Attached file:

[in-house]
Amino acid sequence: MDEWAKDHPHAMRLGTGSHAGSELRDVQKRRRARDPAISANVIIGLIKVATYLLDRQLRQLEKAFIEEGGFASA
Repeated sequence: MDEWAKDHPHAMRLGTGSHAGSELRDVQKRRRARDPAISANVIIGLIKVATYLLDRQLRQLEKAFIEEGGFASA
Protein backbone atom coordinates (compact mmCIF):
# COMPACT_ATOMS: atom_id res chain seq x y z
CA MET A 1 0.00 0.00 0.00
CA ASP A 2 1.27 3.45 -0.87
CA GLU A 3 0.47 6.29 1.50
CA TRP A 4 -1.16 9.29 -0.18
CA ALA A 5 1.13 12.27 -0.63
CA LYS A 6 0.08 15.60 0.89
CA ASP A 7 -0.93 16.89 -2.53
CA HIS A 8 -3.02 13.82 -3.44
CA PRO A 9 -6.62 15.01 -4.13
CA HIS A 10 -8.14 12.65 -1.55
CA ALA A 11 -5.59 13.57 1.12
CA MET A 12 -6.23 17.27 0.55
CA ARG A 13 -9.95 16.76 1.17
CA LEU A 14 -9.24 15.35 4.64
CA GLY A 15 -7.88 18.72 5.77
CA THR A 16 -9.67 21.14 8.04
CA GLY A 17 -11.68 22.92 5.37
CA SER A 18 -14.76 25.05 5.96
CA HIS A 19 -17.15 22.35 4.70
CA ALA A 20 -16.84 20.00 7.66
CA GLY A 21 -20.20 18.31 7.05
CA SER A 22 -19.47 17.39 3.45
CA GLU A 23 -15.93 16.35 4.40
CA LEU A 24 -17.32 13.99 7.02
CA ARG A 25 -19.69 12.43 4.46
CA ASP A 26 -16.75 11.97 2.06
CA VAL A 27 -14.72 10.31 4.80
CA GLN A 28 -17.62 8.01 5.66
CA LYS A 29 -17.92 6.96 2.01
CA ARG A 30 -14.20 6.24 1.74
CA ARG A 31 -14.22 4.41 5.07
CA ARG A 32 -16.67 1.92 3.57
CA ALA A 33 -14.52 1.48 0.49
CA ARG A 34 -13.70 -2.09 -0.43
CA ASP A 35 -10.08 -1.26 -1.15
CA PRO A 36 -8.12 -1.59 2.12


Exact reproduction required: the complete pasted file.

[in-house]
Amino acid sequence: MDEWAKDHPHAMRLGTGSHAGSELRDVQKRRRARDPAISANVIIGLIKVATYLLDRQLRQLEKAFIEEGGFASA
Repeated sequence: MDEWAKDHPHAMRLGTGSHAGSELRDVQKRRRARDPAISANVIIGLIKVATYLLDRQLRQLEKAFIEEGGFASA
Protein backbone atom coordinates (compact mmCIF):
# COMPACT_ATOMS: atom_id res chain seq x y z
CA MET A 1 0.00 0.00 0.00
CA ASP A 2 1.27 3.45 -0.87
CA GLU A 3 0.47 6.29 1.50
CA TRP A 4 -1.16 9.29 -0.18
CA ALA A 5 1.13 12.27 -0.63
CA LYS A 6 0.08 15.60 0.89
CA ASP A 7 -0.93 16.89 -2.53
CA HIS A 8 -3.02 13.82 -3.44
CA PRO A 9 -6.62 15.01 -4.13
CA HIS A 10 -8.14 12.65 -1.55
CA ALA A 11 -5.59 13.57 1.12
CA MET A 12 -6.23 17.27 0.55
CA ARG A 13 -9.95 16.76 1.17
CA LEU A 14 -9.24 15.35 4.64
CA GLY A 15 -7.88 18.72 5.77
CA THR A 16 -9.67 21.14 8.04
CA GLY A 17 -11.68 22.92 5.37
CA SER A 18 -14.76 25.05 5.96
CA HIS A 19 -17.15 22.35 4.70
CA ALA A 20 -16.84 20.00 7.66
CA GLY A 21 -20.20 18.31 7.05
CA SER A 22 -19.47 17.39 3.45
CA GLU A 23 -15.93 16.35 4.40
CA LEU A 24 -17.32 13.99 7.02
CA ARG A 25 -19.69 12.43 4.46
CA ASP A 26 -16.75 11.97 2.06
CA VAL A 27 -14.72 10.31 4.80
CA GLN A 28 -17.62 8.01 5.66
CA LYS A 29 -17.92 6.96 2.01
CA ARG A 30 -14.20 6.24 1.74
CA ARG A 31 -14.22 4.41 5.07
CA ARG A 32 -16.67 1.92 3.57
CA ALA A 33 -14.52 1.48 0.49
CA ARG A 34 -13.70 -2.09 -0.43
CA ASP A 35 -10.08 -1.26 -1.15
CA PRO A 36 -8.12 -1.59 2.12